Today is good Friday. It is good to remember the Cross and ask yourself the question “What does this mean”? If you do, don’t be tempted to give a trite answer. Instead I want to encourage you to spend from now until resurrection Sunday thinking, meditating and praying about the answer to that question. If by the time you read this resurrection Sunday has passed then take until the next one! It’ll do you good! Here are some thoughts about what the cross reveals to me as I reflect on it. This subject is so vast, so incomprehensible at times that what I share will be only a small part of what the cross speaks of. But here goes! I have 4 points for us to reflect on. The cross is ugly It was devised as the most humiliating, excruciating, tortuous, public method of execution possible. Victims would be stripped
Several years ago now the Lord gave me a prophetic picture. It was of a carpenter sitting at a neat looking table. The table was veneered to look like an oak table, but the carpenter was shaking his head in disappointment while he looked at it. Then the carpenter took out his chisel and began to skillfully remove the veneer to reveal the wood underneath. Once the veneer was removed the glue that held it there was also skillfully removed. This took a great deal of time and patience from the carpenter. What remained was a genuine oak table that had knots, imperfections, and grains that went in differing directions. However, the carpenter was now smiling and took out his sander to begin to make the oak table smooth again. Once the surface was sanded he then took a waxing oil and began to work it into the wooden surfaces.
I love Romans chapter 8. It is hands down one of the most uplifting and encouraging passages of scripture one could read. In it one reads about the exhortation to be spiritually minded, the encouragement that we are sons of God through the Spirit and the Holy Spirit’s help in times of suffering. We also learn that the Spirit helps in our weakness and nothing can separate us from the Love of God in Christ Jesus our Lord! What a chapter! But there is one verse that I think often gets misunderstood and that is verse 28 which reads: And we know that all things work together for good to those who love God, to those who are the called according to His purpose. What could this really mean? I can tell you my thoughts on this by first saying what I don’t think it means. I don’t think it means that if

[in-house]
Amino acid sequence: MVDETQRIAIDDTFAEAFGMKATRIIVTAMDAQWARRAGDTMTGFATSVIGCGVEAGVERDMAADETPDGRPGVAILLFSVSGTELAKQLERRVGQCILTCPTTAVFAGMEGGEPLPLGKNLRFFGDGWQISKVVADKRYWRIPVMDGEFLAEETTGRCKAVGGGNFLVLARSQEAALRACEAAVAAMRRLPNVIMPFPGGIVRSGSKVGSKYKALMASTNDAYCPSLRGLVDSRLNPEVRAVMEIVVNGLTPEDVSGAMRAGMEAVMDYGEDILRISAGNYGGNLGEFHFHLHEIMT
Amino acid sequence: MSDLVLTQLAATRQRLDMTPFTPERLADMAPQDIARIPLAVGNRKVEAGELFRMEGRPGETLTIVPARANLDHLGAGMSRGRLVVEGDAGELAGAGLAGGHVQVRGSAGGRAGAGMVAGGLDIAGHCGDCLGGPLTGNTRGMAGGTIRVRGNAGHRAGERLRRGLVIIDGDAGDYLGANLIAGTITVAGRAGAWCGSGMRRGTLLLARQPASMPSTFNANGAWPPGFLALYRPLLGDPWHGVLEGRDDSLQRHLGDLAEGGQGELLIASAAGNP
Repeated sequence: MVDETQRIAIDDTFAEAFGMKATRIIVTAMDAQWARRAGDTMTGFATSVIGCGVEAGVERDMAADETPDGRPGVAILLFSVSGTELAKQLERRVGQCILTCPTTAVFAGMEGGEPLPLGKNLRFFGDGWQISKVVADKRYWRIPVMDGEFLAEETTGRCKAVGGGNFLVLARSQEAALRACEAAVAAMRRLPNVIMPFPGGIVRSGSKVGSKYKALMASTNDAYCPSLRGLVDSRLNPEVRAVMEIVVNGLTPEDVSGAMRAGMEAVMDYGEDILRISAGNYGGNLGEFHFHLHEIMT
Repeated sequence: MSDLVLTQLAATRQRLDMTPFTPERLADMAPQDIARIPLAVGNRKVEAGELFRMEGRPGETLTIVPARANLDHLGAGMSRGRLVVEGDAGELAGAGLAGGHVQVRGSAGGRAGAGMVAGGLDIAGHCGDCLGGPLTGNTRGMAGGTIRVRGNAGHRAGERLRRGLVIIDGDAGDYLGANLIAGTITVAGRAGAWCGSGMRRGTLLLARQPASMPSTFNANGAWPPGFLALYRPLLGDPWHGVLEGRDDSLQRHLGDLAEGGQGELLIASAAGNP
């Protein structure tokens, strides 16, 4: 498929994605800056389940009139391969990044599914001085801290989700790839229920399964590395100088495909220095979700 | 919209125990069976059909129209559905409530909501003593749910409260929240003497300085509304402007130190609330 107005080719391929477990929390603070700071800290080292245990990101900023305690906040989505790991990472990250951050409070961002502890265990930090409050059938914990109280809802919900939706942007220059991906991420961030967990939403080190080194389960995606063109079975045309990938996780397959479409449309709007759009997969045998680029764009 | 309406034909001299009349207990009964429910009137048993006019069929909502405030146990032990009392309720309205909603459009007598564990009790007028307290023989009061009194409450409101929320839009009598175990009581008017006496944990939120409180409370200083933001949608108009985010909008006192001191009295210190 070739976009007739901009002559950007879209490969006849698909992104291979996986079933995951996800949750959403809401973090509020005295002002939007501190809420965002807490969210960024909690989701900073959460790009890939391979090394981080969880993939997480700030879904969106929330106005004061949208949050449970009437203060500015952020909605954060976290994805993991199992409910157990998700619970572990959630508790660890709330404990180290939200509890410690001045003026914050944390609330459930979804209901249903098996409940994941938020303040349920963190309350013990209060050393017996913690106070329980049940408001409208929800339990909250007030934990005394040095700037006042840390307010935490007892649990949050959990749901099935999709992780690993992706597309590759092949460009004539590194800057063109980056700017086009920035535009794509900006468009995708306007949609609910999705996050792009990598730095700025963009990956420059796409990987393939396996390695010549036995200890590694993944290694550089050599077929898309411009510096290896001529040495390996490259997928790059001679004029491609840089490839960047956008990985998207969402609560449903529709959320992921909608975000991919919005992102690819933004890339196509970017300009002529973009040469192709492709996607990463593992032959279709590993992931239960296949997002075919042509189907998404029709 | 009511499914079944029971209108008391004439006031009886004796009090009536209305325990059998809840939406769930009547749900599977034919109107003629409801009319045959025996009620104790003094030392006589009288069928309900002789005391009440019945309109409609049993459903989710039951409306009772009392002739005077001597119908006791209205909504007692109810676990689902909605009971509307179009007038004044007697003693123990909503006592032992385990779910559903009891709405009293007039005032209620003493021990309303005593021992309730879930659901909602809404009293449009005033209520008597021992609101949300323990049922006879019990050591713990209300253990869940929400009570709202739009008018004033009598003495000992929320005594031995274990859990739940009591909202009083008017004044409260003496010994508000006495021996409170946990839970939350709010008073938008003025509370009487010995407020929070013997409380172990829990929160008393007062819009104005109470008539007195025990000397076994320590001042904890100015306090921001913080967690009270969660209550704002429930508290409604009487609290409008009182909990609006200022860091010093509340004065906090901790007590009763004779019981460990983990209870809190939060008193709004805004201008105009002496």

I’ve been wrestling recently with how inadequate language seems to be to describe the God we worship and love, the God of our Lord Jesus Christ. If God is truly infinite, truly omniscient, truly omnipotent, truly omnipresent (and I believe God is!) then how on earth can the finite mind conjure words that properly describe Him? (or should that be ‘it, they, her’ etc!) It reminds me of when our kids were little and they drew pictures of our family. The colourful squiggly lines that were meant to be mum and dad weren’t even close to resembling us. But, to me as a parent it was an amazing drawing, a source of great joy. It was also an expression of love from my child, and to be honest I didn’t really care whether those squiggles were in proportion or were the right colour or shape at all! It came as
I’ll be frank, I’m massively challenged by 1 Corinthians 13:1-13 (the whole chapter). We all think we know what love is and are happy to concede that it is necessary for a fulfilled, happy and fruitful life. Both to be loved and to love is how God ministers to us and how we are in turn to minister to others and walk in the Spirit. It seems easy to walk in this kind of love when everything is going swimmingly and there is nothing but bliss in your life, but lets be real, that rarely happens. When the pressures of life pile in all of that seems idealistic and more often than not you find out that you don’t resemble the kind of ‘God love’ described in this passage. When it comes to patience and forbearance and endurance in my case, I’m definitely a work in progress! When I’m sleep